There is nothing more annoying than coming across a single strand knot or a horrendous tangled mess, especially when you are trying to style your hair. It’s tempting to yank a comb through it, pull the knot off with your bare hands or cut a huge chunk of hair off. Some tangles are the equivalent of having chewing gum stuck in your hair. As Afro textured hair is usually delicate, dealing with tangled hair in an aggressive manner will lead to finer, frizzy, less manageable hair. So how do we deal with knots and tangles?
Prevention is better than cure
Minimize your overall number of knots buy avoiding their creation in the first place. Constantly having your hands in your hair is an excellent way of creating tangles. I struggle with this problem and often find myself looking for knots throughout the day while playing with my hair. If I find one I start fighting it while I’m sitting at my desk in front of the computer or walking to the store, anywhere! In doing this I find I either make the knot worse or cause damage to the strands by accidentally snapping the knot off. Sometimes I even do it on purpose in frustration.
Practice leaving your hair alone, even if you find a knot during the day. Then you should find you have less knots overall and your hair remains healthy. Deal with knots when you have time, not while you’re going about your busy day. From my experience it will only end in disaster.
Set time aside for detangling
Rather than dealing with tangles as they arise, set aside specific time for detangling. This does not have to be time-consuming and is usually done on wash day. You could detangle partially with coconut oil (or an oil of your choice) beforehand. Just generously coat your hair with the oil and identify and gently remove knots and shed hair. Then finish finger detangling in the shower. You can also detangle with a comb, using a detangling serum, you can even make your own. Finger detangling is usually considered more gentle and better for maintaining the volume of your hair, but using a comb can be quicker and less damaging to certain hair types than others. For my 4b hair, finger detangling works best.
Isolate the knot and untangle it strand by strand
Detangle in sections and deal with one knot or tangle at a time. Gently run your fingers from the root down. Take a tangled section of hair and separate the knotted strands one at a time. Pull each strand upwards and away from the knot. The strand of hair should slide out, but if not don’t force it or you will break it. Leave it and work on another strand of hair, then the knot should gradually unravel. Strands that are forcibly snapped lead to rough ends and more frizz. Check out a demonstration of this method below (detangling starts at 5:28).
Keep scissors with you when styling and detangling
I’ve resorted to snapping single strand knots off, simply because I didn’t have a scissors within reach. This is why it is best to avoid doing your hair when you’re in a hurry. When dealing with single strand knots or fairy knots, it is best to snip them off as you style or detangle your hair. Pulling them off will damage the cuticle and cause it to frizz and split over time. Cutting the knot off is like cutting a piece of paper, the edges will remain neat and smooth as opposed to tearing a piece off. If you handle your hair roughly you will find more knots and split ends and overall, make your hair less manageable. So in the long-term it just isn’t worth risking the health of your hair. When you grab your oil or detangling serum, make sure to also grab a small pair of scissors.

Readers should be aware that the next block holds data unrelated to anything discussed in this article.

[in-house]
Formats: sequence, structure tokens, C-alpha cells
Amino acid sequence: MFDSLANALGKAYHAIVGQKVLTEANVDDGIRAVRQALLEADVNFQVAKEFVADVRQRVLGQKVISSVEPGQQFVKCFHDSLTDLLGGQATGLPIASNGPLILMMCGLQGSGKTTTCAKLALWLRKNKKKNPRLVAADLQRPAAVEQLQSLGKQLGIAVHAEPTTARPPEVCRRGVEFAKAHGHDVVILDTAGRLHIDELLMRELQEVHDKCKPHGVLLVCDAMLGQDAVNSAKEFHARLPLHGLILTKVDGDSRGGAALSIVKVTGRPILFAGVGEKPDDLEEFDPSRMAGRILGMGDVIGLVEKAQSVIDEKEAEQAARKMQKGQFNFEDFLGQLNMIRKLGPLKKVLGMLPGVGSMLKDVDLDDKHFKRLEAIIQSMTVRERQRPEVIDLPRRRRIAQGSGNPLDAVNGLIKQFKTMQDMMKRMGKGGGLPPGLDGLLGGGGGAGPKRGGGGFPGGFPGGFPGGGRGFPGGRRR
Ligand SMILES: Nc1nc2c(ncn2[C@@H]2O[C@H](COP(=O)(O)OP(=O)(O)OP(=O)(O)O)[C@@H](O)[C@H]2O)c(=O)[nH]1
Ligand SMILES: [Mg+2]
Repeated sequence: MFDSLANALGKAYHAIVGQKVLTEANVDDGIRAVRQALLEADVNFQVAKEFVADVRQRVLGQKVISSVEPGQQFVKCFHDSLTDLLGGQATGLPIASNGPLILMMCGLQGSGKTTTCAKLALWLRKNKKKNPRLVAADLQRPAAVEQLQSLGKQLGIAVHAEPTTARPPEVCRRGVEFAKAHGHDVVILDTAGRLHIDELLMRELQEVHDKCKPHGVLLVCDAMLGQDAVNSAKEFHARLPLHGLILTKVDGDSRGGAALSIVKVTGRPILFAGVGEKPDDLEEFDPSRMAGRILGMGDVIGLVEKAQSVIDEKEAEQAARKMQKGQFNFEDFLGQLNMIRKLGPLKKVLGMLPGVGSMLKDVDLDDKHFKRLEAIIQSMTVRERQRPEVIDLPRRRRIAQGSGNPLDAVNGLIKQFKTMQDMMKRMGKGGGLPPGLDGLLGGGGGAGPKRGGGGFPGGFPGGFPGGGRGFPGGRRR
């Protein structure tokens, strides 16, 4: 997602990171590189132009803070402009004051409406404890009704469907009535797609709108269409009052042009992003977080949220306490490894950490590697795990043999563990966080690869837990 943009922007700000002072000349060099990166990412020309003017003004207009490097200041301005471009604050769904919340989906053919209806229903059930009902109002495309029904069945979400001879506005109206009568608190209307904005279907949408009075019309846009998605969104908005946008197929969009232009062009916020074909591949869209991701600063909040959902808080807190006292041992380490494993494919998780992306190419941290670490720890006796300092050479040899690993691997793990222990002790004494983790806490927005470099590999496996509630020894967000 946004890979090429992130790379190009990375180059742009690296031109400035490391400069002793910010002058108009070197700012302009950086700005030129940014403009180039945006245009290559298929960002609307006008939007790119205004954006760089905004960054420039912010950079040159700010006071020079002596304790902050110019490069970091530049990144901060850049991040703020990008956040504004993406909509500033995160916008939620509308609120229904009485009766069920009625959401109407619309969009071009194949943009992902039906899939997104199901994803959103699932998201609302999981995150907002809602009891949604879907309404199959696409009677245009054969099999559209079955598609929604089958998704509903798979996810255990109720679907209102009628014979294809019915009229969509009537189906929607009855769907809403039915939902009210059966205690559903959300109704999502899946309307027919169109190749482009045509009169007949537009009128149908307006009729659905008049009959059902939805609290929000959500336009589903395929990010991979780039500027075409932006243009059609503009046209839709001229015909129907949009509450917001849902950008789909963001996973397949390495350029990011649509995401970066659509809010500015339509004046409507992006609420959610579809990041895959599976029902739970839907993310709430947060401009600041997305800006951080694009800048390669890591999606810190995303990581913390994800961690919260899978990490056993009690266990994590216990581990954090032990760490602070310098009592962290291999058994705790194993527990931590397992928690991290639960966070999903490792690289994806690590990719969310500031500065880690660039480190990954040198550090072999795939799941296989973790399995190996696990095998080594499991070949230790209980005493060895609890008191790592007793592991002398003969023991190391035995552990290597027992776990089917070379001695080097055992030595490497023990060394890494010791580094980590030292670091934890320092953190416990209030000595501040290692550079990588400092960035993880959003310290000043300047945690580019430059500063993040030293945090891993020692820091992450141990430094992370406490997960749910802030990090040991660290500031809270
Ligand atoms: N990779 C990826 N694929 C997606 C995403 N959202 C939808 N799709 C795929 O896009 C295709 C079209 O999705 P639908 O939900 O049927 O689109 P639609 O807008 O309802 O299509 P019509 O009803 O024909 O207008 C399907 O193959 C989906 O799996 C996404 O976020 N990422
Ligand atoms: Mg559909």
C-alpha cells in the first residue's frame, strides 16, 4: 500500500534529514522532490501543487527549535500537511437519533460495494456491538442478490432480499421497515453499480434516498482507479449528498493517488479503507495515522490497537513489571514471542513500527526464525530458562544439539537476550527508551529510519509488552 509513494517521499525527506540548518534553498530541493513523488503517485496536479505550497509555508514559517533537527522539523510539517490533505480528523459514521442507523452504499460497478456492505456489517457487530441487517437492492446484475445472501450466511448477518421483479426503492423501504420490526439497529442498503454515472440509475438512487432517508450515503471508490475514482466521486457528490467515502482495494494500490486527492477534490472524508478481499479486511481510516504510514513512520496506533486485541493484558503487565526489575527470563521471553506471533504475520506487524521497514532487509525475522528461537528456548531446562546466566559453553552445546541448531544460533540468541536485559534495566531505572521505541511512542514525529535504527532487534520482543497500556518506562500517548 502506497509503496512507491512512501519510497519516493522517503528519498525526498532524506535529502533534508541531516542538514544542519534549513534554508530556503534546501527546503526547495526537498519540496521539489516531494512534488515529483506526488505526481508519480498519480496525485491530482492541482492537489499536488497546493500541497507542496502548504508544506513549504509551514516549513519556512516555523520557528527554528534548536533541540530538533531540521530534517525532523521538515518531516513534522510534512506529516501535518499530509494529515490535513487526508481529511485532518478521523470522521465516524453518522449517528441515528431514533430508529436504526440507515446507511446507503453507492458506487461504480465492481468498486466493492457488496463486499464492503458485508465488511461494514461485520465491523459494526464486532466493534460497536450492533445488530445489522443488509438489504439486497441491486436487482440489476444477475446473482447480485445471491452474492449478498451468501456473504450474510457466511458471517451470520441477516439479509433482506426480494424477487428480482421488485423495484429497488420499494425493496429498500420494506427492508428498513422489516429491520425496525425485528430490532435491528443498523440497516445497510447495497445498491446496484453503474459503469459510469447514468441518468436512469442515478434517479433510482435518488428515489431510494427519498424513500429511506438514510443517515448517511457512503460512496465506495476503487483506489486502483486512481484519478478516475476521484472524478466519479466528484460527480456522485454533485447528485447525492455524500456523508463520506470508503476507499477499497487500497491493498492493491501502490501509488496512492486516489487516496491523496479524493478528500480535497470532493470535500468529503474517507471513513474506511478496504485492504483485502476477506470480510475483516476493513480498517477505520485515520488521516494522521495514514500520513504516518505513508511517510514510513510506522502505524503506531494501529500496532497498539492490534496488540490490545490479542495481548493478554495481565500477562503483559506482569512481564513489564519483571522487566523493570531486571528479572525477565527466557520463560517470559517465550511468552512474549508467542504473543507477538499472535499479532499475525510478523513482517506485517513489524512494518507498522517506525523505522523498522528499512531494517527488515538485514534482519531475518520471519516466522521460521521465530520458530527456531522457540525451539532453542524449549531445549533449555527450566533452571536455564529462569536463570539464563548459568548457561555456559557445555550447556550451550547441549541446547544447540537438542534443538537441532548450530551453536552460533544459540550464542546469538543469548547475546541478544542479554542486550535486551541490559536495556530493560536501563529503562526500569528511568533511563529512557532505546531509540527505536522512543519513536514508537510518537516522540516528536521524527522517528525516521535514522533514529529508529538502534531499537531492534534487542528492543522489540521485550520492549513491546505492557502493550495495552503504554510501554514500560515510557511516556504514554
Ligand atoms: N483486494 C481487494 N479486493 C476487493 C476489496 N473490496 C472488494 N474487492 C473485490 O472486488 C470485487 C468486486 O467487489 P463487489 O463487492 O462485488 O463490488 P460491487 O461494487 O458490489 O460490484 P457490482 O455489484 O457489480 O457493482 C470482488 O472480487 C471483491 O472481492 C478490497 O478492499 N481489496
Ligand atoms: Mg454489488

In keeping with the prevention is better than cure theme it is essential that you trim regularly. How regularly is down to you but neglecting split ends will only lead to more tangles, weak ends and ends that easily snag on clothing or get caught in your fingernails. This can all be extremely annoying and disheartening. When my hair has been freshly trimmed these problems occur much less. Some hair stylists suggest hair is trimmed every three months, others say you should trim only when you need to, especially if you have length goals. I try to trim mine every six months but if my hair needed a trim more frequently I would have no problem with that.
Keep hair moisturized
Once your hair dries out it will be much harder to remove tangles and knots, and the process will carry greater risk of breakage. Check out the post: combating dry natural hair. Washing, co-washing or even simply rinsing your hair with water weekly, will keep your hair moisturized and detangled. Be sure to use a natural oil to seal and retain moisture for a few days at a time. Top up on moisture with your favorite leave-in or simply spray your hair with water and reseal when setting your style at night.
How do you deal with knots and tangles? Share your experiences below.